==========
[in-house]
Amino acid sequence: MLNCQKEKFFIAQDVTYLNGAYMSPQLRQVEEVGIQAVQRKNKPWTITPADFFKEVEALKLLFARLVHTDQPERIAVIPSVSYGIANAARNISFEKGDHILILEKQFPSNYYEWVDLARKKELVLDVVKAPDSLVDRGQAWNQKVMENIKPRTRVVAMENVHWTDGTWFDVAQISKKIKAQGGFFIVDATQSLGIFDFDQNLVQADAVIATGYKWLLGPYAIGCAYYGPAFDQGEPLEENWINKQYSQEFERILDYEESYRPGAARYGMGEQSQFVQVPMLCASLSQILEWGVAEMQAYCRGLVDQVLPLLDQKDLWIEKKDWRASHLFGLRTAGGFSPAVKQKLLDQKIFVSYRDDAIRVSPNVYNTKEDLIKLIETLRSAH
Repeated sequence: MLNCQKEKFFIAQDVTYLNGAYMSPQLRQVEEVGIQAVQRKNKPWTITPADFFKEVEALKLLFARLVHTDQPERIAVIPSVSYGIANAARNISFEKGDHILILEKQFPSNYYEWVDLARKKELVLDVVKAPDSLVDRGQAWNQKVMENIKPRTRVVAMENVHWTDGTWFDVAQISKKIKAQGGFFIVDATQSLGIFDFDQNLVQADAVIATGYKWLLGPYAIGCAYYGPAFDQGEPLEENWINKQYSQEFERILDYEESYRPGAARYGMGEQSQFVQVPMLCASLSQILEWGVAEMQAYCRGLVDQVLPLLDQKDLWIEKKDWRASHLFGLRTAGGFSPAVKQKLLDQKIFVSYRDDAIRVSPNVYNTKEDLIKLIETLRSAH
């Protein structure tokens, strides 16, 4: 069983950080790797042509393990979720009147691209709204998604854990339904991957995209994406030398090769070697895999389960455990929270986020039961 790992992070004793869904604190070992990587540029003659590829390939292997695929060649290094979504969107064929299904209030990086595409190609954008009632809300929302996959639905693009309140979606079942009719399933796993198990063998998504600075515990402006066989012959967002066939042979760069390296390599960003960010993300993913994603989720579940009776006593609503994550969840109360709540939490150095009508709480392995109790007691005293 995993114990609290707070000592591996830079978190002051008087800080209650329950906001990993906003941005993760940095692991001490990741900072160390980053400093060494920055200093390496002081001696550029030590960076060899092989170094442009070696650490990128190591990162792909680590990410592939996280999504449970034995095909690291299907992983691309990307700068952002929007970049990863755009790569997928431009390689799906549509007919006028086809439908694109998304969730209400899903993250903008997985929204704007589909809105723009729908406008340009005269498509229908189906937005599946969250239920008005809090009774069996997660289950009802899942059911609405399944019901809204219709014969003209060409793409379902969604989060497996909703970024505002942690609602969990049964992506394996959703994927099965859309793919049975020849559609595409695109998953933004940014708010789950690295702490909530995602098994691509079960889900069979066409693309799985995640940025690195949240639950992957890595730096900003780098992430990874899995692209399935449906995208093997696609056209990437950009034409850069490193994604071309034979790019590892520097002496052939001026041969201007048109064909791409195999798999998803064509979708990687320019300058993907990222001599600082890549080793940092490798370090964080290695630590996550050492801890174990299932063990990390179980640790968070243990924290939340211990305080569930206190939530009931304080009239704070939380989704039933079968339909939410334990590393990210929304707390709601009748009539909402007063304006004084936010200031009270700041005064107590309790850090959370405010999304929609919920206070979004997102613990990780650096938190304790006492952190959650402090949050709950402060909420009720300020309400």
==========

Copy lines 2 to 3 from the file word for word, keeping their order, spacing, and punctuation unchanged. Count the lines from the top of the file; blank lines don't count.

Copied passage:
Amino acid sequence: MLNCQKEKFFIAQDVTYLNGAYMSPQLRQVEEVGIQAVQRKNKPWTITPADFFKEVEALKLLFARLVHTDQPERIAVIPSVSYGIANAARNISFEKGDHILILEKQFPSNYYEWVDLARKKELVLDVVKAPDSLVDRGQAWNQKVMENIKPRTRVVAMENVHWTDGTWFDVAQISKKIKAQGGFFIVDATQSLGIFDFDQNLVQADAVIATGYKWLLGPYAIGCAYYGPAFDQGEPLEENWINKQYSQEFERILDYEESYRPGAARYGMGEQSQFVQVPMLCASLSQILEWGVAEMQAYCRGLVDQVLPLLDQKDLWIEKKDWRASHLFGLRTAGGFSPAVKQKLLDQKIFVSYRDDAIRVSPNVYNTKEDLIKLIETLRSAH
Repeated sequence: MLNCQKEKFFIAQDVTYLNGAYMSPQLRQVEEVGIQAVQRKNKPWTITPADFFKEVEALKLLFARLVHTDQPERIAVIPSVSYGIANAARNISFEKGDHILILEKQFPSNYYEWVDLARKKELVLDVVKAPDSLVDRGQAWNQKVMENIKPRTRVVAMENVHWTDGTWFDVAQISKKIKAQGGFFIVDATQSLGIFDFDQNLVQADAVIATGYKWLLGPYAIGCAYYGPAFDQGEPLEENWINKQYSQEFERILDYEESYRPGAARYGMGEQSQFVQVPMLCASLSQILEWGVAEMQAYCRGLVDQVLPLLDQKDLWIEKKDWRASHLFGLRTAGGFSPAVKQKLLDQKIFVSYRDDAIRVSPNVYNTKEDLIKLIETLRSAH